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‘Loneliness – the worst thing in the world’

Belvedere College S.J.,  situated in Dublin’s inner-city, marked the Centenary of its Society of St. Vincent de Paul (SVP) on 9 March. A number of students and staff gathered at the school for the event, including Padraig Swan, Director of Faith and Service Programmes.

According to Padraig, “It’s remarkable that the amazing work of the SVP has such a long legacy. The hundreds of students and staff that are, and have been, involved in sustaining this legacy can be really proud of their service to so many families and communities in the inner city”.

The foundation of the school’s Society was laid out in their 1917 yearbook, which noted: “Nothing could be better calculated to foster the spirit of manliness and the sense of responsibility amongst the elder boys than this work amongst the poor of our city.” Fr Quinlan SJ, the Society’s first Spiritual Director, was given credit for its conception. Another reference in the yearbook notes, “The work of the Conference is not easy; but we think it safe to say that all its members feel that the self-sacrifice involved is amply rewarded by the sense that they have done something to brighten the lives of those who otherwise would hardly know what happiness means.”

This self-sacrifice was certainly embodied by Blessed Frederic Ozanam, who began the Society of St. Vincent de Paul with a number of friends in Paris on April 23, 1833. A French lawyer, author, and professor in the Sorbonne, Frederic became acutely aware of the huge disparity between rich and poor. He and his friends responded by giving their time, talents and resources to help impoverished people living in the slums of Paris. The Irish branch was established in 1844, and it is now the largest voluntary charitable organisation in Ireland.

It is easy to draw a comparison between the work of Blessed Ozanam and what Belvedere’s SVP students do today. Stephen Quinn, a SVP member, says, “The society is open to students from every year, first through sixth, and runs many social justice activities, such as the soup run for the homeless, social visitations, Christmas children’s parties, old folk’s parties, and hampers.” The social visitations are particularly important to the Society, where two or three students are assigned to meet with one of the elderly people around the area.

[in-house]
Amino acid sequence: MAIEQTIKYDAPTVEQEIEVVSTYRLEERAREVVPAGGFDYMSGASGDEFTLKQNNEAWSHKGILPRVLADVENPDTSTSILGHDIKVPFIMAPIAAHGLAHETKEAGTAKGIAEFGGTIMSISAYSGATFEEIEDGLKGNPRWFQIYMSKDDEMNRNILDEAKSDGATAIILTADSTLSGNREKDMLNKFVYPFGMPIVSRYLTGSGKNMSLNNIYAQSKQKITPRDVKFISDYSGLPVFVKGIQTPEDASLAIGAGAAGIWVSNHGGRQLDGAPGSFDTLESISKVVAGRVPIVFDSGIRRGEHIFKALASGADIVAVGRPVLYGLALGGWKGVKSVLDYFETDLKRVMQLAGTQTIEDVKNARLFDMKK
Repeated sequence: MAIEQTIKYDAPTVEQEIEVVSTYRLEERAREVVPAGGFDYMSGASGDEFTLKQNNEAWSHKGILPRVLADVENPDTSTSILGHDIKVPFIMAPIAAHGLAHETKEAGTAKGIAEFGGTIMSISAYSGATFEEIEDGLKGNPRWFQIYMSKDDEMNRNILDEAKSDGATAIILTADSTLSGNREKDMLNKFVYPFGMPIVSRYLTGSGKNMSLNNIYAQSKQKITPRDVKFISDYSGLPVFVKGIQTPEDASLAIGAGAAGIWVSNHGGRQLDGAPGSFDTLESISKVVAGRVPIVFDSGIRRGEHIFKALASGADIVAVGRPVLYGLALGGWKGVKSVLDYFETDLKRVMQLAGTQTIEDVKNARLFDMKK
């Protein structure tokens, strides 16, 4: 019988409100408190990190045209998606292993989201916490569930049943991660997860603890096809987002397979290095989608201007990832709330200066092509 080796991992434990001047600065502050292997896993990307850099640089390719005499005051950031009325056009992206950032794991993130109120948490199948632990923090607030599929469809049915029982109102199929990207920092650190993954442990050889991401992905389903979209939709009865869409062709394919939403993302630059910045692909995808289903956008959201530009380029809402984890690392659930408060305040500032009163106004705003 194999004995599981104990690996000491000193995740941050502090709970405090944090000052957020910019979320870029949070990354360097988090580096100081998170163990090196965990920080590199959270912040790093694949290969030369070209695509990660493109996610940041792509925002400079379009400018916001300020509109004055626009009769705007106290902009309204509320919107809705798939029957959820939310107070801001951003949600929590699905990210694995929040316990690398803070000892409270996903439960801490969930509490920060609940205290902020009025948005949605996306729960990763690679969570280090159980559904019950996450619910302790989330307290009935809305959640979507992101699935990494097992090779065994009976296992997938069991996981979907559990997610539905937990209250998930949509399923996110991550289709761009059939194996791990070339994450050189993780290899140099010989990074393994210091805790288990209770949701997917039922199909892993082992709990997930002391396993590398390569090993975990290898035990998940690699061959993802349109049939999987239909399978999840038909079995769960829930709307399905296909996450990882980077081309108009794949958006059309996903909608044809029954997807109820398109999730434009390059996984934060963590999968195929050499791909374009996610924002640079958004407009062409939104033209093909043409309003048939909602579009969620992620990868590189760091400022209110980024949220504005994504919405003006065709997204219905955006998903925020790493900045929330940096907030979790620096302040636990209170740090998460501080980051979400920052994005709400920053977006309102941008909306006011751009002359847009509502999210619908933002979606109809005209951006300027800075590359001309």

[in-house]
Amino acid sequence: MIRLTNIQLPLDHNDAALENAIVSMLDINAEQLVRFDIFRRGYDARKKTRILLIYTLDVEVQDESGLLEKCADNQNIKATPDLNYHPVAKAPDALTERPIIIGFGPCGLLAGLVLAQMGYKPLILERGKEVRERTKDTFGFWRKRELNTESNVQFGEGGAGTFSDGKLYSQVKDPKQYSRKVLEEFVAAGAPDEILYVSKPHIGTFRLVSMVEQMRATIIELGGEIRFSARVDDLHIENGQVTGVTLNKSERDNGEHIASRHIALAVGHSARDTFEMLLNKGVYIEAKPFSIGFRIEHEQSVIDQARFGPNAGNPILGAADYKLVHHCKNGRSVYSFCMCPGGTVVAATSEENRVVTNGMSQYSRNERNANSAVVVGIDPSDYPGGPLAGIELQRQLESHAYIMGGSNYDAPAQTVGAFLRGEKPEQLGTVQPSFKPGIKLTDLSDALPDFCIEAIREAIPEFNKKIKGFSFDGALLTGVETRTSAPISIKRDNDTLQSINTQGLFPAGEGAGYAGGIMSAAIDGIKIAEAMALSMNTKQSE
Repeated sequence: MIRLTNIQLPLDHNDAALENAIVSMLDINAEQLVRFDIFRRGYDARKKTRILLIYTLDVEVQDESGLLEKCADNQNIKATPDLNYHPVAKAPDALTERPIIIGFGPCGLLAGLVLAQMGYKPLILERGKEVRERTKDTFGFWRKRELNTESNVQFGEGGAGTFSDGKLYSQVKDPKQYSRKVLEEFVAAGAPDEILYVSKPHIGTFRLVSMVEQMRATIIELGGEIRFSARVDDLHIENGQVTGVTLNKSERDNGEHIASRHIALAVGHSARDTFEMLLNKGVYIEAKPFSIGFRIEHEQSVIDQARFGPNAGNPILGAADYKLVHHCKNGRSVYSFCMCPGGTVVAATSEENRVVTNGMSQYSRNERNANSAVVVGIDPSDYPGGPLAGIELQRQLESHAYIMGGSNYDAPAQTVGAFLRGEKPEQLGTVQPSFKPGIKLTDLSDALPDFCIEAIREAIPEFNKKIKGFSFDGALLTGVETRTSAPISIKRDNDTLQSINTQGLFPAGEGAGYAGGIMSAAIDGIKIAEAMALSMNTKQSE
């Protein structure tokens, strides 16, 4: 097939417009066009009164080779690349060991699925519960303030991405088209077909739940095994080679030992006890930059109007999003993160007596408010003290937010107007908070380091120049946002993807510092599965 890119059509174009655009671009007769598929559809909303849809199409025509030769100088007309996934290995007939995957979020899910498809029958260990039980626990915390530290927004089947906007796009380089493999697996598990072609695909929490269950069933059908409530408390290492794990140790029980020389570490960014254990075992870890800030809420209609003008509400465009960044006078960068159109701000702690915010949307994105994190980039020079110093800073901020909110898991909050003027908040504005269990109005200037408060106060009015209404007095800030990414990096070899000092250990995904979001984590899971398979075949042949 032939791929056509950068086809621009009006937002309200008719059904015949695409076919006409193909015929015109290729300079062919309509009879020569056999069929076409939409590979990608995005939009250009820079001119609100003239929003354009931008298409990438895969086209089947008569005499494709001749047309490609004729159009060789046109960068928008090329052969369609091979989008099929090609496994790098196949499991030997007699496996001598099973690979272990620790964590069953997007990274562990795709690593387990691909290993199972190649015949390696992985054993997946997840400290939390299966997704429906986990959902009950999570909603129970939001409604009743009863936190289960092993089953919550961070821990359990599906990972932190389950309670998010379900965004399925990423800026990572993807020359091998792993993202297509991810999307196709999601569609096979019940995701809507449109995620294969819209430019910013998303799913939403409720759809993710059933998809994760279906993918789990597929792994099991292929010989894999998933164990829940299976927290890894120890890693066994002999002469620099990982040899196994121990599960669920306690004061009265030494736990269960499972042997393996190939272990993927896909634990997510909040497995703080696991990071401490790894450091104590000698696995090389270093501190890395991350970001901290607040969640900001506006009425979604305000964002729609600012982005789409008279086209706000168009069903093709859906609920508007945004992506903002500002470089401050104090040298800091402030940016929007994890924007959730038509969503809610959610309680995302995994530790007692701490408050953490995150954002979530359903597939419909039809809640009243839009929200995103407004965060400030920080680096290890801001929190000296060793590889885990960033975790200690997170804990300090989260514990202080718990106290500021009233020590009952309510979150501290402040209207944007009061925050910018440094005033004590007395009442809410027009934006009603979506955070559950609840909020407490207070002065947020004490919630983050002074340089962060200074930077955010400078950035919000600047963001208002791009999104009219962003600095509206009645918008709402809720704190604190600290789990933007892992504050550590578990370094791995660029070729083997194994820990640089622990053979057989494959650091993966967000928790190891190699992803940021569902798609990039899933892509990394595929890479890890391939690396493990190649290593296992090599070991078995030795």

Brother Eamonn Davis SJ, who has overseen the school’s SVP for countless years, says “Loneliness is the worst thing in the world. But you can beat anything as long as you have somebody.” Stephen reflects, “That is what the Society does for those who have nobody; give them somebody.” The member believes that the SVP is making a real difference, “It teaches us, by going out and working with these people with understanding and compassion, that these hardships can be eased.”

The work of the SVP in the college is most definitely collaborative, according to Padraig Swan. “The current team of people who make the work of the SVP happen includes teachers Emma Brennan and Sinead McGouran; the current officers and members; and especially Brother Eamonn and we’re grateful to them all”.

There will also be a bigger SVP celebration in the autumn involving many of the guests the Society engages with.